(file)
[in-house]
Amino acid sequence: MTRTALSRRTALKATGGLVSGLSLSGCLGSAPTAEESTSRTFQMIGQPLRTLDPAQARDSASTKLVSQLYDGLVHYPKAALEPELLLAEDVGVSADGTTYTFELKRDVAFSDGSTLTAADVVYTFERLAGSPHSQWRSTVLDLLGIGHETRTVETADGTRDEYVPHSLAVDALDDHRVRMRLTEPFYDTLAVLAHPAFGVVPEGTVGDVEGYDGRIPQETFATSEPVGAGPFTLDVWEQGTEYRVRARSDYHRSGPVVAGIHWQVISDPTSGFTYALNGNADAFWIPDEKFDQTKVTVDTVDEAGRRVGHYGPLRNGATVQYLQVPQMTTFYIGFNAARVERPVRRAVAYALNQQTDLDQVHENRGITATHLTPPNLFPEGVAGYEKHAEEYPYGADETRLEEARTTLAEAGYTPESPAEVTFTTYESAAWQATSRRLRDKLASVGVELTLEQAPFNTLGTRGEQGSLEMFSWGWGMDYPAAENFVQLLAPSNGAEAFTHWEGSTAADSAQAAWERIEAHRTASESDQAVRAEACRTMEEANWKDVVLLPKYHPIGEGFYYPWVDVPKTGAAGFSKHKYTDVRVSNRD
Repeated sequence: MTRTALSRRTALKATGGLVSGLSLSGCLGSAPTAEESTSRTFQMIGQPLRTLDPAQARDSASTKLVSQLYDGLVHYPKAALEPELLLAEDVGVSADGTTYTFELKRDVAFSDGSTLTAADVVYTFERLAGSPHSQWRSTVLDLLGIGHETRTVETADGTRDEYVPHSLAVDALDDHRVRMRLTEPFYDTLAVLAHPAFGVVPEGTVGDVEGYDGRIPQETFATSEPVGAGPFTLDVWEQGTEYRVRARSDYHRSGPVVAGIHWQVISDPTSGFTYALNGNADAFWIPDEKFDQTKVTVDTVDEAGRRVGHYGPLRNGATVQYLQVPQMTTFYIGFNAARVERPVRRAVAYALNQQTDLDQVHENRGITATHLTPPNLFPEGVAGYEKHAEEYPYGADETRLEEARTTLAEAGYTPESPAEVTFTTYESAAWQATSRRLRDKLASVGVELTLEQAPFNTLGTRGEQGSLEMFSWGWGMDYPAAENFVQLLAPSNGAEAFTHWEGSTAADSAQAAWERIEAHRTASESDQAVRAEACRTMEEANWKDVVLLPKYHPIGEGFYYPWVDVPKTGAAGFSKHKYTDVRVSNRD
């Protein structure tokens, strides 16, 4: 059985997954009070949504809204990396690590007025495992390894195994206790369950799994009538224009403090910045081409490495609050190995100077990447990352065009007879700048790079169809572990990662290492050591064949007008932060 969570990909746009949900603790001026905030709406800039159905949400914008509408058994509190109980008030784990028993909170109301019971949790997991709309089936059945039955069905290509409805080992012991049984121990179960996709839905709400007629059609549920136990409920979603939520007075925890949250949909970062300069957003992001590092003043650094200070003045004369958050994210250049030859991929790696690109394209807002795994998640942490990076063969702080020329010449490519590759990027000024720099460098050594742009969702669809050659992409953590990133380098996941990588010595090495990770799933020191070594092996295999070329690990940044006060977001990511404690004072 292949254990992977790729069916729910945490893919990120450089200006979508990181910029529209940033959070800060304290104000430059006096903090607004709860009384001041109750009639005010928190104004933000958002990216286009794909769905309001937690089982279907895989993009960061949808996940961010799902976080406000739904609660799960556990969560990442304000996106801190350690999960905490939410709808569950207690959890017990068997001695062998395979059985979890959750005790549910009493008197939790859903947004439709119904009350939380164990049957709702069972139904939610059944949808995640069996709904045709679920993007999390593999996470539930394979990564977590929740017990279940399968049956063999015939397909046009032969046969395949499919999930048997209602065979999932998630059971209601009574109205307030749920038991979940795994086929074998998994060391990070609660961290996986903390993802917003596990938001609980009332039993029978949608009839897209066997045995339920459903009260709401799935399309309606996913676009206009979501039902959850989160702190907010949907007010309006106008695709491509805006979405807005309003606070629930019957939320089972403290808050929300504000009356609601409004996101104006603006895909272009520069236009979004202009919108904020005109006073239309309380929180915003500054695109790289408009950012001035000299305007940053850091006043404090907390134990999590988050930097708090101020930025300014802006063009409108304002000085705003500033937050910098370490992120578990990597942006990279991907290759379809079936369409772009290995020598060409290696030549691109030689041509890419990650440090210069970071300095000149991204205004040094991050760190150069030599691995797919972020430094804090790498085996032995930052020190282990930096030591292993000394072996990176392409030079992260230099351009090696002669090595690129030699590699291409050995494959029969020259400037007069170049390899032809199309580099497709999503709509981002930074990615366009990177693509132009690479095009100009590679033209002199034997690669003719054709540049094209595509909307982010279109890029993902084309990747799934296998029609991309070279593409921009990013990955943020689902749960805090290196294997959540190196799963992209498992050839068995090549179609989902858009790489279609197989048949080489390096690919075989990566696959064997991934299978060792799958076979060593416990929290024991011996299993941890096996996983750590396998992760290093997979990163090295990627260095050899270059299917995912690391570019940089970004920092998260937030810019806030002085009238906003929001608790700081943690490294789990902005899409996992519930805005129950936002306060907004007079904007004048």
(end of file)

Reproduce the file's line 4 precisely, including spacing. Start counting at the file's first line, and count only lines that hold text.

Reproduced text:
């Protein structure tokens, strides 16, 4: 059985997954009070949504809204990396690590007025495992390894195994206790369950799994009538224009403090910045081409490495609050190995100077990447990352065009007879700048790079169809572990990662290492050591064949007008932060 969570990909746009949900603790001026905030709406800039159905949400914008509408058994509190109980008030784990028993909170109301019971949790997991709309089936059945039955069905290509409805080992012991049984121990179960996709839905709400007629059609549920136990409920979603939520007075925890949250949909970062300069957003992001590092003043650094200070003045004369958050994210250049030859991929790696690109394209807002795994998640942490990076063969702080020329010449490519590759990027000024720099460098050594742009969702669809050659992409953590990133380098996941990588010595090495990770799933020191070594092996295999070329690990940044006060977001990511404690004072 292949254990992977790729069916729910945490893919990120450089200006979508990181910029529209940033959070800060304290104000430059006096903090607004709860009384001041109750009639005010928190104004933000958002990216286009794909769905309001937690089982279907895989993009960061949808996940961010799902976080406000739904609660799960556990969560990442304000996106801190350690999960905490939410709808569950207690959890017990068997001695062998395979059985979890959750005790549910009493008197939790859903947004439709119904009350939380164990049957709702069972139904939610059944949808995640069996709904045709679920993007999390593999996470539930394979990564977590929740017990279940399968049956063999015939397909046009032969046969395949499919999930048997209602065979999932998630059971209601009574109205307030749920038991979940795994086929074998998994060391990070609660961290996986903390993802917003596990938001609980009332039993029978949608009839897209066997045995339920459903009260709401799935399309309606996913676009206009979501039902959850989160702190907010949907007010309006106008695709491509805006979405807005309003606070629930019957939320089972403290808050929300504000009356609601409004996101104006603006895909272009520069236009979004202009919108904020005109006073239309309380929180915003500054695109790289408009950012001035000299305007940053850091006043404090907390134990999590988050930097708090101020930025300014802006063009409108304002000085705003500033937050910098370490992120578990990597942006990279991907290759379809079936369409772009290995020598060409290696030549691109030689041509890419990650440090210069970071300095000149991204205004040094991050760190150069030599691995797919972020430094804090790498085996032995930052020190282990930096030591292993000394072996990176392409030079992260230099351009090696002669090595690129030699590699291409050995494959029969020259400037007069170049390899032809199309580099497709999503709509981002930074990615366009990177693509132009690479095009100009590679033209002199034997690669003719054709540049094209595509909307982010279109890029993902084309990747799934296998029609991309070279593409921009990013990955943020689902749960805090290196294997959540190196799963992209498992050839068995090549179609989902858009790489279609197989048949080489390096690919075989990566696959064997991934299978060792799958076979060593416990929290024991011996299993941890096996996983750590396998992760290093997979990163090295990627260095050899270059299917995912690391570019940089970004920092998260937030810019806030002085009238906003929001608790700081943690490294789990902005899409996992519930805005129950936002306060907004007079904007004048």